A UN Women representative also asked if their work was affected by the fact that the peace process had not had any traction, noting that it had not succeeded in getting Israel to stop building settlements in the Palestinian territories it occupied [a violation of the Geneva Convention]. Dana noted that the Israeli section felt it had strongly contributed to the recent creation of a two-state solution caucus in the Knesset and she said that they were working for the implementation of international law.   Rosa commented that the shape of the two state solution was already basically known and that both sections of One Voice were working for an end to the occupation of Palestinian lands.

At another meeting later that afternoon, a very stimulating panel entitled “Created in God’s Image:  Promoting Positive Masculinity from Hegemony to Partnership,” discussed the specific idea of challenging patriarchy and its restricting gender roles. The panelists represented the World Student Christian Federation, the Lutheran World Federation (LWF), and the International Council for Reconciliation.

LWF feminist theologian, Elaine Neuenfeldt, observed that religion reproduces and maintains patriarchy and its structures, and worse, “gives the impression that it is sacred.”  She said that since both women and men are created in God’s image they are equal.  Because this “equality is shaped by divine wisdom, breaking down this relationship is sin.”  She talked about seeking the Biblical and theological notion of justice and noted a paradox in the men aspiring for gender equity:  “How can our partners live out this idea of justice while benefitting from this hierarchical [patriarchal] structure?”   Partnership can only be achieved in a context of justice, she affirmed.  Noting that gay activists had pointed out that negative masculinities cannot be ascribed to the entire male population and asked, “How do we deal with non-positive masculinity?  Men who are violent, perpetrators of violence?”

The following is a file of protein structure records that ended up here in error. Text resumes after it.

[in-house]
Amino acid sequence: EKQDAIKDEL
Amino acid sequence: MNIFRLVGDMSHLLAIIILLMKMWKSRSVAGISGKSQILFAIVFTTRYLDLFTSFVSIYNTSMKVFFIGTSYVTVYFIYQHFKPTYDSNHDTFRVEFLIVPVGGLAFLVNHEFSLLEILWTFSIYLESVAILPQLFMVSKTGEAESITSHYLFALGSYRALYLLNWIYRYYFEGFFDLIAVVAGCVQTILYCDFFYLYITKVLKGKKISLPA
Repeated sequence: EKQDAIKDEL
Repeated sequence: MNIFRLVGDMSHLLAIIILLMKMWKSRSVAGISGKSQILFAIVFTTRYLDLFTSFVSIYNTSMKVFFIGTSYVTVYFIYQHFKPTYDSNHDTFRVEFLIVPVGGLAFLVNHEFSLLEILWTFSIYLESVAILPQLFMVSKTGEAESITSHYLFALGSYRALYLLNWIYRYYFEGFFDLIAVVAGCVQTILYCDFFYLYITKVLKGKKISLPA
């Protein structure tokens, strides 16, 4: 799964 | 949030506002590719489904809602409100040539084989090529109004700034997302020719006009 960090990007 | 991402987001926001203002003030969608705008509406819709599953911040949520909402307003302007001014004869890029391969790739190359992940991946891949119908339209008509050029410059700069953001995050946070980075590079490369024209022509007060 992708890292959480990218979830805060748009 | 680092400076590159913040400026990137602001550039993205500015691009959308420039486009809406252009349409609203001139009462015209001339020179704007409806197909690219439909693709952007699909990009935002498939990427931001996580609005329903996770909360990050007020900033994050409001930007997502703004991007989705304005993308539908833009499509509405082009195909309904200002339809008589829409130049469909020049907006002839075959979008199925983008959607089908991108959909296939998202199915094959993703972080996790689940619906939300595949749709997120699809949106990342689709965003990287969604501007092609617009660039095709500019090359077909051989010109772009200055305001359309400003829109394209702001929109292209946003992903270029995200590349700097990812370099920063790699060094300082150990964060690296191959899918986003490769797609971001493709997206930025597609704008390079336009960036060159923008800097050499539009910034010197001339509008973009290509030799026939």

Patricia Ackerman of the International Fellowship of Reconciliation’s Women Peacemakers Program (http://www.ifor.org/WPP/) talked about the success of gender trainings for men that promoted and enabled men to think about new ways of defining and thinking of themselves as men.

The second part of the programme was devoted to small group brainstorming to define which concepts of masculinity need to be challenged and what approaches in the gender discussion initiated by women need to change. Finally, they asked how we can motivate women and men to engage in change?

In the spirit of the CSW, I, like every other participant, came away with new ideas, inspiration, and programme designs and I am looking forward to my next whirlwind day at the CSW.

Baptism by Fire – My One Year Internship

By Muna Kaldawi-Killingback

Muna Kaldawi-Killingback joined the World YWCA in 1990 as one of the first ever young woman interns. Muna shares with us her experience at the World YWCA and how her intnership helped her in her professional and personal development.